Glenn Woldt


Written Memory


It had been a really wet spring. Battle Creek was already swollen some. The boys, age 8 and 10, were at Kemp’s Kamp, which we owned. Darleen was in Pierre at a sorority convention. It was a beautiful summer day and we had just finished mowing the camp and had several campers and cabins were rented. We were excited thinking we’re off to a good tourist season.

About 5:30pm it clouded over and began to start raining. About 6:30pm it was pouring so hard you could not see very far. By 8:30pm the creek was out of its bank and over the county road and rising. By 9:00pm we had lost power. At 9:30pm the water had risen to a level where I told the boys to tell the trailers and RVs to move to higher ground. I went to the other end of the camp and got the people in tent camping and in cabins to come to the house and woodshed which was on higher ground. In one of the lower level cabins the people would not come out and were standing on the bed to be out of the water. I took the window screen off and coaxed the lady to the open window, grabbed her and pulled her out the window of the cabin. Her husband then followed.

Later that evening I had my flashlight on a pickup that was floating past with an arm out of the window waving for help but nothing could be done. Later I learned Search and Rescue found the man’s body. Propane tanks also raced by like torpedoes; there were at least 15 or more of the tanks found piled at Rushmore Cave. At one point lightening flashed and I saw the shower house crumble and disappear. Along with that we lost fencing, shelters, fireplaces, and picnic tables. I found our red stained material all the way through keystone.

It was a terrible long night with the continued roar of the rushing water in the canyon. The next morning I got my registration cards out and had roll call of the campers in front of the house/office. I was excited to find everyone was accounted for. It was foggy and gloomy and the area looked like a war zone. Everyone was trying to make the best of a terrible situation and planned a late afternoon picnic and we did! Everyone shared their food and lifted spirits. They slept in our house and woodshed or other campers. The road was totally destroyed and there was no water or electricity.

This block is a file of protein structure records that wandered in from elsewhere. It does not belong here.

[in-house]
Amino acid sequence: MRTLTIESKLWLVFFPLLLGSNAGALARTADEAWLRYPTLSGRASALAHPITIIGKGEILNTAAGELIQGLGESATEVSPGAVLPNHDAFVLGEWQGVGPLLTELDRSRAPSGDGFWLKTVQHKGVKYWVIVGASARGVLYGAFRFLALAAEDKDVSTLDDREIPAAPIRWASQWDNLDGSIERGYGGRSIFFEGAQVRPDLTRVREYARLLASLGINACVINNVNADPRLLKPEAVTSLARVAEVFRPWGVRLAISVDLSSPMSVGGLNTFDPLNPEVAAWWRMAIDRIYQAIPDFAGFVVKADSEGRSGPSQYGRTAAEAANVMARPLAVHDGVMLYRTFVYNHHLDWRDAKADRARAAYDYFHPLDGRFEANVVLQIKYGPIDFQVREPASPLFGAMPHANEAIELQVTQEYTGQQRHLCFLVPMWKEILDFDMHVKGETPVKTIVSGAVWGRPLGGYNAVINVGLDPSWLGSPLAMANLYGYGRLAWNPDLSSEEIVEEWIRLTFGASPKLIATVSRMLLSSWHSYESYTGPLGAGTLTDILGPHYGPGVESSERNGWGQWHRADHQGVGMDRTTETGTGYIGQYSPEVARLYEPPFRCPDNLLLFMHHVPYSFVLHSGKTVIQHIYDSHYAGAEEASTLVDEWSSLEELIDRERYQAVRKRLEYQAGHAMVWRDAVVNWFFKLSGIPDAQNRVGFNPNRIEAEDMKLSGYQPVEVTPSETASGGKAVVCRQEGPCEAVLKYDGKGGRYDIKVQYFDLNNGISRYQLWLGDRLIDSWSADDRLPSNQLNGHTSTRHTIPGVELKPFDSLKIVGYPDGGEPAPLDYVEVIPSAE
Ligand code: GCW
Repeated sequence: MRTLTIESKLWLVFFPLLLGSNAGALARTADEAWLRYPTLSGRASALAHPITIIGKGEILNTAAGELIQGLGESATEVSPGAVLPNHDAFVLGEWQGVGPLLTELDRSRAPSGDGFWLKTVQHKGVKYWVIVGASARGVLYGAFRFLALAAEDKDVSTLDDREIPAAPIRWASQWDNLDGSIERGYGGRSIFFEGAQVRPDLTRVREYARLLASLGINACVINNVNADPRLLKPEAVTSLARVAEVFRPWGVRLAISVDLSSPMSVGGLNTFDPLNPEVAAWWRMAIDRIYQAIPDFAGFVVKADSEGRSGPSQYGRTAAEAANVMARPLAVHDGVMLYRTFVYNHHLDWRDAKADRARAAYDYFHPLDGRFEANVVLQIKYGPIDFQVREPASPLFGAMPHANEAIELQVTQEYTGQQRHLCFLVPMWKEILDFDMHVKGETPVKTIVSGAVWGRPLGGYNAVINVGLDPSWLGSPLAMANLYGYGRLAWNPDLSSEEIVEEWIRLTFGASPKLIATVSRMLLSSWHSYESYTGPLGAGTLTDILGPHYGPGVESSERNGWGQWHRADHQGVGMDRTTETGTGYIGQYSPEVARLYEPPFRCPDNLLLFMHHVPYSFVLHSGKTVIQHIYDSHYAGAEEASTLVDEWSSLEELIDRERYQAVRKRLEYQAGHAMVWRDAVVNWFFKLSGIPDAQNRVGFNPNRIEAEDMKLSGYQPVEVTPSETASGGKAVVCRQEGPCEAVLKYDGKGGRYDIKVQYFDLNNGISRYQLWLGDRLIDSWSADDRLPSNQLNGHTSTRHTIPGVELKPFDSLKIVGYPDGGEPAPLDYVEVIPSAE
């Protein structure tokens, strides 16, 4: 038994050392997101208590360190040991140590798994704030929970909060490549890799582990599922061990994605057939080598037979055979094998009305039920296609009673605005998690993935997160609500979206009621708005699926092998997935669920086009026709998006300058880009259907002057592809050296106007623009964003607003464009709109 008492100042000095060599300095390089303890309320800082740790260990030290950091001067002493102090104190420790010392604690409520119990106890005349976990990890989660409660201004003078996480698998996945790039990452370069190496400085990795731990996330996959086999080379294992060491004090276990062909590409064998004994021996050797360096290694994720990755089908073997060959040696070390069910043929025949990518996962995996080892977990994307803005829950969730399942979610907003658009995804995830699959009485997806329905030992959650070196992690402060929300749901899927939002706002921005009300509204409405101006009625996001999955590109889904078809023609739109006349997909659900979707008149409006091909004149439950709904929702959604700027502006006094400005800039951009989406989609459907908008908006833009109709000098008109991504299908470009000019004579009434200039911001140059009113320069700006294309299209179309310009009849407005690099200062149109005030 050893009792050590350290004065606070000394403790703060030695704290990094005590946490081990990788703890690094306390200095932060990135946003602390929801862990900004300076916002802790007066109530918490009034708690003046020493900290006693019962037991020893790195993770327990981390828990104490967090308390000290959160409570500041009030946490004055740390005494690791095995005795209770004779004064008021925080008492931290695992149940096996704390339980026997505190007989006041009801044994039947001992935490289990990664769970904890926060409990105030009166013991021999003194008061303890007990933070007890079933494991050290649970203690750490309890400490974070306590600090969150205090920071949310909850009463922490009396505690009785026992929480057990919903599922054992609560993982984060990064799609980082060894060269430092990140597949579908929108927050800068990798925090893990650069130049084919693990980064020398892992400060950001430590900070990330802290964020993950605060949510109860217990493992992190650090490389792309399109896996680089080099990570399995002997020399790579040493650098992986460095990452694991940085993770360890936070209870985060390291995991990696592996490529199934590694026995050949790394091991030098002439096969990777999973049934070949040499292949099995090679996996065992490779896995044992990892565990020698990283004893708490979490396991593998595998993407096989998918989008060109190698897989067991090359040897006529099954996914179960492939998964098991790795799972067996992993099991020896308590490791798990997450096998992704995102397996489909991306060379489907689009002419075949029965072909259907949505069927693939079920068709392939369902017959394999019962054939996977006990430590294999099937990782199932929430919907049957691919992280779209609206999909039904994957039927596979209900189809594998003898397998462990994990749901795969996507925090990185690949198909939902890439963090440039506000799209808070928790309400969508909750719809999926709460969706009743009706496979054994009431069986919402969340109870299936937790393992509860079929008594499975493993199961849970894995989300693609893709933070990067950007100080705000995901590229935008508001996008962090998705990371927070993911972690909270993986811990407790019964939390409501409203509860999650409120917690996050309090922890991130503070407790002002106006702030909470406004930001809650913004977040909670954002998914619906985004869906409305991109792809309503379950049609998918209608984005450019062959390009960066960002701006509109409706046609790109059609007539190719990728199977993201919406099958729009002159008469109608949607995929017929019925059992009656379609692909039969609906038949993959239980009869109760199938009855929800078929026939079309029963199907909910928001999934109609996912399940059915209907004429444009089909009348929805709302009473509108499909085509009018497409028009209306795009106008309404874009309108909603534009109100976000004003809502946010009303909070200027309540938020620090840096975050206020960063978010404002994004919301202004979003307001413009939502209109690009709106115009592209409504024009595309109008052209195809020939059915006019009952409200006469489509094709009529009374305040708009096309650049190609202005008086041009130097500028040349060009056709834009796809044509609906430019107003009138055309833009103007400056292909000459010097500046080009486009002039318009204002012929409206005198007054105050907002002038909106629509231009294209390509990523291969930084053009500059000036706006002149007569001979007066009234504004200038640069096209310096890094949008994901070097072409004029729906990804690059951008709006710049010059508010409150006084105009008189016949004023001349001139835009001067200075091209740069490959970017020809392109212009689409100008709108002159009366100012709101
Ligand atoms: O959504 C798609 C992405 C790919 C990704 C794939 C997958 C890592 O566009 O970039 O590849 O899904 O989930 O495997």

The next day, Sunday, the water level in Battle Creek was receding. Search and Rescue did come from Keystone, maneuvering up the creek to check and see we were all right and to assure us Keystone was still there, although destroyed. Darleen in Pierre only knew her family was alive because Nancy Kneip, the governor’s wife, had the sorority woman to the mansion to keep them informed. By Monday many of the campers were very nervous and wanted to leave. I had another group meeting, and shared with them I would walk those who wanted to, and could into Keystone. We had to pick our way on a route through the creek. The road and railroad tracks were destroyed. Those that could not walk out I assured them we would get help from Search and Rescue. Upon getting to Keystone I made arrangements for a helicopter to extract the rest of the people. The helicopter also extracted other people who lived up that road and were stranded. Those that couldn’t walk out were nervous I wouldn’t come back. I assured them I would be back and left my boys behind for assurance.

Everyone had to leave their campers, RVs, and equipment. It was four to six weeks before the road was repaired. I called all who still had belongings there and eventually all came back. I applied for an SBA load and spent the rest of the summer rebuilding. The Mennonites did come and volunteered their time restoring my cabins.



“Glenn Woldt,” Flood of 1972, accessed February 21, 2024,